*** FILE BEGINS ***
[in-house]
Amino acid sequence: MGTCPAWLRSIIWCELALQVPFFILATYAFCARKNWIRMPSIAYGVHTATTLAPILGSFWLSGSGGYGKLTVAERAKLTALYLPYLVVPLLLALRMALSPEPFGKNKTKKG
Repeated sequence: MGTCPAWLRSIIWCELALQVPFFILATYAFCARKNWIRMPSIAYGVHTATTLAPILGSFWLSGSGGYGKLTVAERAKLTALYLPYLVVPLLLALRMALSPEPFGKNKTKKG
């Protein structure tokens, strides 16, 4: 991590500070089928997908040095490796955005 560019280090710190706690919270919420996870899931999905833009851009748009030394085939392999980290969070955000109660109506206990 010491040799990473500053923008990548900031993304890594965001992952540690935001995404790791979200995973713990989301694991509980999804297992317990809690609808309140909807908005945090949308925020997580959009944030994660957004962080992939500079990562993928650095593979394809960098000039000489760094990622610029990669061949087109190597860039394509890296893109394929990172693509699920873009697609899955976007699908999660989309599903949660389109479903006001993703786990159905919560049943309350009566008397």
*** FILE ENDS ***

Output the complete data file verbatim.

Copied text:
[in-house]
Amino acid sequence: MGTCPAWLRSIIWCELALQVPFFILATYAFCARKNWIRMPSIAYGVHTATTLAPILGSFWLSGSGGYGKLTVAERAKLTALYLPYLVVPLLLALRMALSPEPFGKNKTKKG
Repeated sequence: MGTCPAWLRSIIWCELALQVPFFILATYAFCARKNWIRMPSIAYGVHTATTLAPILGSFWLSGSGGYGKLTVAERAKLTALYLPYLVVPLLLALRMALSPEPFGKNKTKKG
């Protein structure tokens, strides 16, 4: 991590500070089928997908040095490796955005 560019280090710190706690919270919420996870899931999905833009851009748009030394085939392999980290969070955000109660109506206990 010491040799990473500053923008990548900031993304890594965001992952540690935001995404790791979200995973713990989301694991509980999804297992317990809690609808309140909807908005945090949308925020997580959009944030994660957004962080992939500079990562993928650095593979394809960098000039000489760094990622610029990669061949087109190597860039394509890296893109394929990172693509699920873009697609899955976007699908999660989309599903949660389109479903006001993703786990159905919560049943309350009566008397």